Vista draining laptop batteries, patience

Microsoft's attempt to improve power management in Windows Vista hasn't made up for the pretty but power-hungry Aero interface, causing battery life to suffer.
Written by Tom Krazit, Contributor
Some of Microsoft's most important customers aren't happy with the battery life offered by notebooks running Windows Vista.

"It's a little scary," said John Wozniak, a distinguished technologist in Hewlett-Packard's notebook engineering department, referring to the work HP needed to do on making Windows Vista more suitable for notebooks.

Vista, while touted as having improved power management capabilities that would make it easier for users to extend battery life, isn't to some living up to that promise. The main culprit appears to be the Aero Glass interface, a spiffy new user interface that makes Vista more pleasing to the eye with transparent windows and animated transitions when moving from one application to another.

When Aero is turned off, battery life is equal to or better than Windows XP systems. But with it turned on, battery life suffers compared with Windows XP.

Microsoft made some important changes in Vista that do improve some aspects of battery life, such as smarter hibernation modes that override applications that want to keep running, and simpler options for choosing a power management setting. But laptop users who spent extra money on powerful laptops to handle the graphics requirements of Vista and the Aero interface are forced to run the aesthetic equivalent of Vista Basic, the low-cost version of Vista, if they care about battery life.

"The potential is there to do some good things, the bad thing is that it comes with the canned settings."
--John Wozniak,
technologist, Hewlett-Packard

HP decided it wasn't going to use the power management settings that shipped with Vista, Wozniak said. The company came up with its own set of power management settings for Vista laptops, allowing users to select different power settings, such as "power saver" or "high performance," that strike a balance between processing power and battery life. Lenovo is likewise using its own power management technologies honed over several years, said Howard Locker, director of new technology at Lenovo.

"They've really made it complex from a power management standpoint," Wozniak said. "The potential is there to do some good things, the bad thing is that it comes with the canned settings...and we didn't like any of them."

Reports that Vista was an energy hog started to surface during beta testing last year. At the time, Microsoft said many of the problems would be cleared up by the time the operating system launched. Of course, this isn't a new issue when it comes to operating system changeovers, said Richard Shim, an analyst with IDC. "When you look at a new operating system, battery life tends to be worse. When Windows XP came out, that was true, and when Windows 98 came out, that was true."

The difference this time around is that notebooks are "the growth engine for industry," Shim said. Notebook PCs now account for more than half of all retail PC sales and are projected to become the majority for the whole market by the end of the decade.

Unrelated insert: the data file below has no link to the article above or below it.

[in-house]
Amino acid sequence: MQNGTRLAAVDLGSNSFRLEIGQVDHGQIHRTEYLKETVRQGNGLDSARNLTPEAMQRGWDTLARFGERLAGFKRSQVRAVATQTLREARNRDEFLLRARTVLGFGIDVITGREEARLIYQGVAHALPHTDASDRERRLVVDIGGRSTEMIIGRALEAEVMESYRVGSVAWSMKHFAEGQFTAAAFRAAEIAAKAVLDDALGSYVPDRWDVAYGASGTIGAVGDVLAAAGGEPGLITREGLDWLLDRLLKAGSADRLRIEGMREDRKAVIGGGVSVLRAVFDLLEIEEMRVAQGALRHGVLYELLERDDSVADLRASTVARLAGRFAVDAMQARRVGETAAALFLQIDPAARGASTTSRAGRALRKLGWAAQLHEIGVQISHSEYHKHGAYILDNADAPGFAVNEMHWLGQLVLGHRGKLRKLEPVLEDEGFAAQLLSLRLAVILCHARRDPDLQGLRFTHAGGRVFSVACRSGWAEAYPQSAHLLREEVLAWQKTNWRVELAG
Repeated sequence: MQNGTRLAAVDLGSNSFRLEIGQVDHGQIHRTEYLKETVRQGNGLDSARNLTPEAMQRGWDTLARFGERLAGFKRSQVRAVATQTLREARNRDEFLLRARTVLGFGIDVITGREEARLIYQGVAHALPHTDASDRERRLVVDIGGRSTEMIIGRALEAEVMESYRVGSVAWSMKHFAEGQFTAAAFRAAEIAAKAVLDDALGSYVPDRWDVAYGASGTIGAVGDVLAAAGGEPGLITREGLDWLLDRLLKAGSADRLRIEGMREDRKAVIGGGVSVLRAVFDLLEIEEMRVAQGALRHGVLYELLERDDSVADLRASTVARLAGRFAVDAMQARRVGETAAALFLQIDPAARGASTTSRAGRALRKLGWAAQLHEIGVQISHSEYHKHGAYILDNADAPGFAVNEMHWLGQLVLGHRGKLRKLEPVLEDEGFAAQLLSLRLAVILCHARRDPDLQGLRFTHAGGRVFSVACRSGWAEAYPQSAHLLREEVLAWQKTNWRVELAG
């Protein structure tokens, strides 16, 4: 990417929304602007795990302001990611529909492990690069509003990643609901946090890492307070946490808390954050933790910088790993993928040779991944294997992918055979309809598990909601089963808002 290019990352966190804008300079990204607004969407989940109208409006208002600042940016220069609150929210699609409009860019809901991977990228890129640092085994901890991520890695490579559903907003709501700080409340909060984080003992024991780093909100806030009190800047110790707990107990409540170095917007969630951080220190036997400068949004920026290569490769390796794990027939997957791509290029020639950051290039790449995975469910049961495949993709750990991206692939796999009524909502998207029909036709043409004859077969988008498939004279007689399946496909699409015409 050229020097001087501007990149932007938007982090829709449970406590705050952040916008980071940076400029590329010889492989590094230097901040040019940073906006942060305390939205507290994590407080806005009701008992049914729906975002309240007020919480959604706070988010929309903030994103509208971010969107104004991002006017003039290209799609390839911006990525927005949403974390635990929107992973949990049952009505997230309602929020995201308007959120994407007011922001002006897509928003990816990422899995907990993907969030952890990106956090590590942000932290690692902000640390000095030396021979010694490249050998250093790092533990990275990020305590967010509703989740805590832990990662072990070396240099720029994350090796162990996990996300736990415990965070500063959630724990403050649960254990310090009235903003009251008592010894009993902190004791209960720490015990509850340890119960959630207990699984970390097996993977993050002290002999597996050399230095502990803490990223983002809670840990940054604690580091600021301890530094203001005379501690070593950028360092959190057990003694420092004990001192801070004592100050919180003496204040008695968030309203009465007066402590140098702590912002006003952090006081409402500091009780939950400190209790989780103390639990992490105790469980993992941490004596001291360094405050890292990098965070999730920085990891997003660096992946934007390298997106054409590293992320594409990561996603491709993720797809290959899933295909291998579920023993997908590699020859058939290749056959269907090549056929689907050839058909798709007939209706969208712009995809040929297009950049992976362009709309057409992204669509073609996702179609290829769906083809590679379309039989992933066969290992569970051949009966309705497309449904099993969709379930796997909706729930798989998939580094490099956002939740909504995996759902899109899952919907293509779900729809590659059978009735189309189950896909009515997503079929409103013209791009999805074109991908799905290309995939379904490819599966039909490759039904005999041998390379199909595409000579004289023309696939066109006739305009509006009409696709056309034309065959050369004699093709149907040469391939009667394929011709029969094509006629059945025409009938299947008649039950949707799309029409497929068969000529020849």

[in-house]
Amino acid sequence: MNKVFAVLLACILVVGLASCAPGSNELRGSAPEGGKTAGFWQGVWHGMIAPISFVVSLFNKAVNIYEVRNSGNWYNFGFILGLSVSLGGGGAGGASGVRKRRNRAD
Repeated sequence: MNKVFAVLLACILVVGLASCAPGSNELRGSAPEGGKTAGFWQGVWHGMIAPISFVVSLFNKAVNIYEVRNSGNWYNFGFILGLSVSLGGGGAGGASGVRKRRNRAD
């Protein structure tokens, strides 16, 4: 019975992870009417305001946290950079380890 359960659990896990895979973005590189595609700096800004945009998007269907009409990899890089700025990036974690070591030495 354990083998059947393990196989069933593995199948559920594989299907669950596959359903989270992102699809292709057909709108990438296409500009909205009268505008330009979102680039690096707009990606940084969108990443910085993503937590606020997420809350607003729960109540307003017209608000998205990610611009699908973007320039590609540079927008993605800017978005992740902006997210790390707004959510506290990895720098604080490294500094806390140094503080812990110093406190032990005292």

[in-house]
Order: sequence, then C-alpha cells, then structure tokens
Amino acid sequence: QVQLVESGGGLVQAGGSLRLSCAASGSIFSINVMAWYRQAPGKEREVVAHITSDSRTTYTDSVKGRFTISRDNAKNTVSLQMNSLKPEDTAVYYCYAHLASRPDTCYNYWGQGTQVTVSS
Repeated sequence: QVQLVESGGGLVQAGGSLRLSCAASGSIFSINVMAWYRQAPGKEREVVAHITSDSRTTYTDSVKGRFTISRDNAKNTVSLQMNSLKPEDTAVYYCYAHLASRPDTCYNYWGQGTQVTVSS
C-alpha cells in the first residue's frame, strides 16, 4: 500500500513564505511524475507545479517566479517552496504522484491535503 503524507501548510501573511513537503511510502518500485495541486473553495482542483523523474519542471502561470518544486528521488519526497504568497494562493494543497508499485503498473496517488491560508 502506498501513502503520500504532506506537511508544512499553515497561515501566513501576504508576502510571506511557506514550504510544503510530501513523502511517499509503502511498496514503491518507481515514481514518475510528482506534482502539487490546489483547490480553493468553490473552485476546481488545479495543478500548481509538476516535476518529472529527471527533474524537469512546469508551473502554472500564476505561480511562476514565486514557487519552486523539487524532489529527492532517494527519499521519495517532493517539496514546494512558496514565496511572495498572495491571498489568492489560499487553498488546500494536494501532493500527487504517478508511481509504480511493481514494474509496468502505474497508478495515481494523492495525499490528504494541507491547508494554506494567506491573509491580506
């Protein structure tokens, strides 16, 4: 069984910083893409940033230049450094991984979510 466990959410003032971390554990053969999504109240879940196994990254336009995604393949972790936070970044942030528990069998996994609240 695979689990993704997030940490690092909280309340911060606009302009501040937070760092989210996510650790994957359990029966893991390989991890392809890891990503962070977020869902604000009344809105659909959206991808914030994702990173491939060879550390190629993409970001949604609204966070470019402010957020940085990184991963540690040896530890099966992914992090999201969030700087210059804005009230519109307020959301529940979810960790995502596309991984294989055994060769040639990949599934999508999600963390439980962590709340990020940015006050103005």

But battery life problems continue to rankle notebook users. As blogger Rob Bushway of Tablet PC site Gottabemobile.com put it, "when a consumer has to buy an extended battery to get what they use(d) to get out of a standard battery, something is really wrong."

More than one company other than HP has acknowledged the demand that Vista and the Aero interface put on a notebook PC running off its battery.

"Vista is consuming more power than Windows XP, but we have been very focused on introducing more power-efficient technologies," said Bahr Mahony, director of product marketing for Advanced Micro Devices' mobile product division.

Most attribute that power use to Aero. "In (Aero) mode, you will drain the battery faster, but you get something in return because it's cool and nice looking," Lenovo's Locker said.

The Aero interface is automatically disabled when users put their Vista notebooks into the "power-saving" profile, one of three new simplified power-management states. While that makes for an arguably duller experience, Microsoft said it commissioned a study (click here for PDF) that found no difference in "responsiveness," or application load time, between a notebook with Aero disabled versus one running the fancy graphics: implying that Aero doesn't put too much of a load on the system.

But the notebook and Tablet PC used in Principled Technologies' test had the power management setting on "high-performance" when testing Aero's performance. At that setting, the notebook won't ever compromise performance to preserve battery life, so responsiveness isn't an issue.

Microsoft isn't deterred by HP's decisions and other criticism. "We actively encourage (PC companies) to customize the default power profiles so that users get the most out of their hardware," Microsoft said in a statement.

A more definitive statement on Windows Vista and battery life should surface soon, with Intel scheduled to release new chips for notebooks next week at the launch event for the next generation of its Centrino technology. Also, Bapco, an industry benchmarking organization, is expected to soon release the MobileMark 2007 benchmark.

Microsoft, for its part, will likely have to improve Vista's battery life performance over time through the release of service packs and other tweaks, Shim said. "The (PC companies) are getting pressure from consumers--who are the notebook adopters--who are saying their number one priority on a notebook is battery life."

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